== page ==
Human Papillomavirus is a group of around 150 viruses. It is the most common sexually transmitted infection, newly infecting around 14 million people each year. HPV can be harmless, but at the same time, some viruses can cause genital warts or cancer.
In most cases, the immune system kills the virus but it can present differently in people or not at all. It’s possible to be infected but to not exhibit any symptoms, and symptoms may develop years after the initial infection. In fact, most people do not even know that they are infected. HPV is spread through skin on skin contact, most commonly vaginal or anal sex. It is also possible that a pregnant woman with HPV can infect her child during childbirth, which may cause Recurrent Respiratory Papillomatosis, a severe condition in which the virus causes warts to grow inside the throat.
Usually, HPV is killed, but if it persists it may cause warts, which can be flat, large or raise and can be diagnosed by a healthcare provider. It can also cause a variety of cancers including cancers of the cervix, vagina, vulva, penis, anus, throat and tongue. However, because the virus that causes cancer is different to the virus that causes warts, the cancers may take years to develop. There is no way to know how HPV will affect a person, although those with weak immune systems may find it difficult to fight off the virus.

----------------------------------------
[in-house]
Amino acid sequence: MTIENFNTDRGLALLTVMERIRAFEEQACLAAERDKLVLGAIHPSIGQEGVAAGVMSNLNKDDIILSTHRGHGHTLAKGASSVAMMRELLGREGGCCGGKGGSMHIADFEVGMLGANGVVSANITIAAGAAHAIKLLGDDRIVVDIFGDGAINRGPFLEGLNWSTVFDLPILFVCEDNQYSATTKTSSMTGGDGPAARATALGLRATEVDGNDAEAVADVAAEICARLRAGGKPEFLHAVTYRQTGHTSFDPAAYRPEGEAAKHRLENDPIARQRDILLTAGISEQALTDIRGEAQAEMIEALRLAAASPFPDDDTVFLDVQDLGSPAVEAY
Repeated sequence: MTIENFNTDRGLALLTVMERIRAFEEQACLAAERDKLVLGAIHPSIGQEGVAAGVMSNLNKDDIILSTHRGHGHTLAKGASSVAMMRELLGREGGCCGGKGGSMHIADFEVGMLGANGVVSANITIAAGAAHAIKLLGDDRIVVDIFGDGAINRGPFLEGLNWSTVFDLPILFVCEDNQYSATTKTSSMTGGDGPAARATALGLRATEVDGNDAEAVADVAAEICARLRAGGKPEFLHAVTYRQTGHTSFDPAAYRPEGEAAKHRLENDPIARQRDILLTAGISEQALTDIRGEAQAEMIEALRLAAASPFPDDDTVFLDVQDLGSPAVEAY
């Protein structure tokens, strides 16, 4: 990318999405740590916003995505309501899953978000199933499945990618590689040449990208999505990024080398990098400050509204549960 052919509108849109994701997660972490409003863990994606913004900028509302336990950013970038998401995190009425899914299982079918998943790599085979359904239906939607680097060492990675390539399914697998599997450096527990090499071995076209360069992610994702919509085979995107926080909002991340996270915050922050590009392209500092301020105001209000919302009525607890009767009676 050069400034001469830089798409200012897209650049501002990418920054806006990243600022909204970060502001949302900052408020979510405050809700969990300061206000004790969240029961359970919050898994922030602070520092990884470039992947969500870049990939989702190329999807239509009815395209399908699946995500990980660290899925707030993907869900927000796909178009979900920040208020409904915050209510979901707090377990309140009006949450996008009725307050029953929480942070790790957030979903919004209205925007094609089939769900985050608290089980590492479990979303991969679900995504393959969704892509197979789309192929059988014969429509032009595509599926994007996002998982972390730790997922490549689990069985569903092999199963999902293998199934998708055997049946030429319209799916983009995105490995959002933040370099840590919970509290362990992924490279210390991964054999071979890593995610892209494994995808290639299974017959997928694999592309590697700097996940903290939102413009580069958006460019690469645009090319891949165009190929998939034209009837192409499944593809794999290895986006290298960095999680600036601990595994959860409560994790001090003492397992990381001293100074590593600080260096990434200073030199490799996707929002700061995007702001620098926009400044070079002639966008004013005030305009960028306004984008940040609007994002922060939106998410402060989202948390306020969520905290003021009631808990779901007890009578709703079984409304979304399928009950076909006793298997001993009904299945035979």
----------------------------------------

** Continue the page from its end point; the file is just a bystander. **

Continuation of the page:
So, how do you avoid HPV?
There is a vaccine, which is safe and it works. It protects against diseases caused by HPV. Clinical trials done to test the vaccine show that it is close to 100% in protecting against warts and cancers, and further studies indicate a decline in the prevalence of genital warts and cervical cancer. The vaccine provides a long-term protection and it is examined often to ensure its reliability. Although the vaccine does have a few side effects, they’re usually mild. For it to be most effective, it is important to administer the vaccine before being exposed to HPV, which is why it is recommended that 11 year olds get vaccinated.
Young women should also be routinely screened for cervical cancer to avoid an HPV infection. And, if you are sexually active be sure to use a condom, but remember that HPV can infect areas not covered by condoms.
Nearly all people will be infected with some kind of HPV in their lifetime, and it will most likely go away. There is no reason to be ashamed of it, so be sure to get vaccinated and tested.